Managing Saved Searches

You can use the Meltwater API to manage your saved searches for your Meltwater account.

The endpoints specification details the available endpoints for creating, reading, updating and deleting searches.

Search Categories

Currently the Meltwater platform supports two categories of search; Media Intelligence (MI) and Explore.

These two categories exist because of how the platform has evolved. The key difference between the search categories is that Explore searches include all types of data (social, news, etc.), whereas MI searches only include one type of data.

We strongly recommend that you use Explore searches going forwards as we are planning on deprecating MI searches in future.

The remainder of this guide focuses on Explore category searches. If you need to use MI searches please see our separate guide.

Listing Saved Searches

Saved Searches can be created by users in the Meltwater application or through the API.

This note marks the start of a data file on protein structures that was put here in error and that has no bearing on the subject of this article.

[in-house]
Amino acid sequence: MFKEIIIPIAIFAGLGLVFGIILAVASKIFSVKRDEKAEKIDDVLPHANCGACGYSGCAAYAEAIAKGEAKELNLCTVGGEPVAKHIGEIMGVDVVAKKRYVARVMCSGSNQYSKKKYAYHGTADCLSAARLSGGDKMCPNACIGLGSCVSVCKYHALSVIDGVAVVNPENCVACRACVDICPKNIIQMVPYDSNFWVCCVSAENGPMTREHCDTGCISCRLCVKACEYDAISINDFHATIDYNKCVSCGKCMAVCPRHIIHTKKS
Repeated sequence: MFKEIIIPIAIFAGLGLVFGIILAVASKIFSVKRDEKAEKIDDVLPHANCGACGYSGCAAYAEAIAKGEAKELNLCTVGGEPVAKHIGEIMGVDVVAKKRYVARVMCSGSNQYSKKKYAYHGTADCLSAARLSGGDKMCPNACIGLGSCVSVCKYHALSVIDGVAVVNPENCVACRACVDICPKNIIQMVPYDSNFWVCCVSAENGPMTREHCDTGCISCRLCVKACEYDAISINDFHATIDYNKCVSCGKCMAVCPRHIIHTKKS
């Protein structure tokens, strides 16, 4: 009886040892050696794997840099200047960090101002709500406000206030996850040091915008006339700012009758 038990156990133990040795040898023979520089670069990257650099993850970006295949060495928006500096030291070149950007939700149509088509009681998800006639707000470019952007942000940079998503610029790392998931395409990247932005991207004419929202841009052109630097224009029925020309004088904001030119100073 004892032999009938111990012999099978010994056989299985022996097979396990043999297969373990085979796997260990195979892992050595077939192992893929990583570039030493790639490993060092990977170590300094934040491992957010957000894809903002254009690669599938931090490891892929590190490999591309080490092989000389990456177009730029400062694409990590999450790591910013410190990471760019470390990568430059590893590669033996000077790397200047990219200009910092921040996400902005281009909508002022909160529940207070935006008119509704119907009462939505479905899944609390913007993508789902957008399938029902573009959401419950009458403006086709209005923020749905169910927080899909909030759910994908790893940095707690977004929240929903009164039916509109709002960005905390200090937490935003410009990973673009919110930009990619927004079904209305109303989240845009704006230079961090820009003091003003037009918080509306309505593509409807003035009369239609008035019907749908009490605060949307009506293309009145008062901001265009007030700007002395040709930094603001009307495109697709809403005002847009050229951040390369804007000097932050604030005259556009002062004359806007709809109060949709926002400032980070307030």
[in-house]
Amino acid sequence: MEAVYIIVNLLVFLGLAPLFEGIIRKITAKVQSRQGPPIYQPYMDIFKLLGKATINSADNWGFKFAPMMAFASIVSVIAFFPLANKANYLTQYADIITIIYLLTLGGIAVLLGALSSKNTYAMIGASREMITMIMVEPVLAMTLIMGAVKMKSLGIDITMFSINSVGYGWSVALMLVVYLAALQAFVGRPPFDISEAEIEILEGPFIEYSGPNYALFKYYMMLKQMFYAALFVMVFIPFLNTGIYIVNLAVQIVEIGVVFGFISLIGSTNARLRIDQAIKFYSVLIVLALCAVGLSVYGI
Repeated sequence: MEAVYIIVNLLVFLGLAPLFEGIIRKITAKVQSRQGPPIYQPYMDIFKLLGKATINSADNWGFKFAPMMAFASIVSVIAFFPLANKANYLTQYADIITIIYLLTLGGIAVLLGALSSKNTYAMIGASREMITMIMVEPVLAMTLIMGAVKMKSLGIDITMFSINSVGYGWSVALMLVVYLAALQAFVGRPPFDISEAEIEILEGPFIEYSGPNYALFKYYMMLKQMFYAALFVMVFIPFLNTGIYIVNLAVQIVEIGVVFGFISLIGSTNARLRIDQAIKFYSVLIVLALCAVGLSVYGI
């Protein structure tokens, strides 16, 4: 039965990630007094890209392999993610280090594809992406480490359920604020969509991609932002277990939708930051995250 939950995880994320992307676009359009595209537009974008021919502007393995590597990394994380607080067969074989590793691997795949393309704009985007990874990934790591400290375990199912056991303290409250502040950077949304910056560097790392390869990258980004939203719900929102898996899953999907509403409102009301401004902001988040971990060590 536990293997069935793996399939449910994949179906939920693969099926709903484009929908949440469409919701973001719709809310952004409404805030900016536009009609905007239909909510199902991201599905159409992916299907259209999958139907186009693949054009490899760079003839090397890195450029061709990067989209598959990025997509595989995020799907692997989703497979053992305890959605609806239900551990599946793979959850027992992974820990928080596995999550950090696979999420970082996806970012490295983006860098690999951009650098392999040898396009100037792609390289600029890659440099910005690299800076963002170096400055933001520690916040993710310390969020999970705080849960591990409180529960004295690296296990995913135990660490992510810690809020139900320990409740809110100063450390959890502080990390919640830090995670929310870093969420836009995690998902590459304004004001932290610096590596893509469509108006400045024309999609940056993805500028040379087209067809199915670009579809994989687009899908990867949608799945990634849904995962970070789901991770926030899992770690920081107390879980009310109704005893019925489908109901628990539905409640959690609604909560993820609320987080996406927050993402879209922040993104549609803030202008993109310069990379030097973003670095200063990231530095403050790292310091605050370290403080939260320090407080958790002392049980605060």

To list your current Saved Searches you call the GET searches endpoint:

curl -X GET \
  --url "https://api.meltwater.com/v3/searches" \
  --header "Accept: application/json" \
  --header "apikey: **********"

Example response:

{
  "searches": [
    {
      "updated": "2020-01-10T14:42:10.000Z",
      "type": "news",
      "category": "explore",
      "search_id": 12345,
      "name": "SpaceX",
      "id": 12345,
      "query": null
    },
    ...
  ]
}

In the response you can see the ID of each search, along with the name, category, type and when it was last updated.

Note that by default the response will not include the query for each search. You can can include this using the include_query parameter in your request.

To get the details for an individual search you call the GET searches/{id} endpoint.

curl -X GET \
  --url "https://api.meltwater.com/v3/searches/12345" \
  --header "Accept: application/json" \
  --header "apikey: **********"

Example response:

{
    "search": {
        "type": "news",
        "category": "explore",
        "updated": "2020-01-10T14:42:10.000Z",
        "id": 12345,
        "name": "SpaceX",
        "query": {
            "filter_set": null,
            "case_sensitivity": "no",
            "not_keywords": [],
            "any_keywords": [],
            "all_keywords": [
                "Spacex"
            ],